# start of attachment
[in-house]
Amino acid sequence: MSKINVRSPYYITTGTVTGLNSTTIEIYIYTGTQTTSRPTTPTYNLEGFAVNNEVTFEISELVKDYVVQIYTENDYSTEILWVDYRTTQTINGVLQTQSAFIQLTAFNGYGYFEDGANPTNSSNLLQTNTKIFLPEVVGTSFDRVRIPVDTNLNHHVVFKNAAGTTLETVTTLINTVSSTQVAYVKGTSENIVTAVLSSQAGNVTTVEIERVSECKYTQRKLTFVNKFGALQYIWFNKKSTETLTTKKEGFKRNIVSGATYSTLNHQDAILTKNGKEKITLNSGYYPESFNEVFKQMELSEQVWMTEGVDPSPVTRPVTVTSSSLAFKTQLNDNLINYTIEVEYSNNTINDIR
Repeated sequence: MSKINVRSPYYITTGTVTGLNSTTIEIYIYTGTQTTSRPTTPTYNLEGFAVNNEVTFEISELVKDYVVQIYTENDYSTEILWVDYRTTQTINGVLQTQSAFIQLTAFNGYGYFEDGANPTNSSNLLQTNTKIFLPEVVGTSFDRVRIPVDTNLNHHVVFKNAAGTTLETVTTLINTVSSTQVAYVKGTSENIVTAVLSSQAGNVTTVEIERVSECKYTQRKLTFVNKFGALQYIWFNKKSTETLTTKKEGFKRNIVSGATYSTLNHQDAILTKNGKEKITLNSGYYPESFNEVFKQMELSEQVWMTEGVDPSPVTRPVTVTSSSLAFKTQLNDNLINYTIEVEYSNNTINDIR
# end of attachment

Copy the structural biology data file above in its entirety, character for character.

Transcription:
[in-house]
Amino acid sequence: MSKINVRSPYYITTGTVTGLNSTTIEIYIYTGTQTTSRPTTPTYNLEGFAVNNEVTFEISELVKDYVVQIYTENDYSTEILWVDYRTTQTINGVLQTQSAFIQLTAFNGYGYFEDGANPTNSSNLLQTNTKIFLPEVVGTSFDRVRIPVDTNLNHHVVFKNAAGTTLETVTTLINTVSSTQVAYVKGTSENIVTAVLSSQAGNVTTVEIERVSECKYTQRKLTFVNKFGALQYIWFNKKSTETLTTKKEGFKRNIVSGATYSTLNHQDAILTKNGKEKITLNSGYYPESFNEVFKQMELSEQVWMTEGVDPSPVTRPVTVTSSSLAFKTQLNDNLINYTIEVEYSNNTINDIR
Repeated sequence: MSKINVRSPYYITTGTVTGLNSTTIEIYIYTGTQTTSRPTTPTYNLEGFAVNNEVTFEISELVKDYVVQIYTENDYSTEILWVDYRTTQTINGVLQTQSAFIQLTAFNGYGYFEDGANPTNSSNLLQTNTKIFLPEVVGTSFDRVRIPVDTNLNHHVVFKNAAGTTLETVTTLINTVSSTQVAYVKGTSENIVTAVLSSQAGNVTTVEIERVSECKYTQRKLTFVNKFGALQYIWFNKKSTETLTTKKEGFKRNIVSGATYSTLNHQDAILTKNGKEKITLNSGYYPESFNEVFKQMELSEQVWMTEGVDPSPVTRPVTVTSSSLAFKTQLNDNLINYTIEVEYSNNTINDIR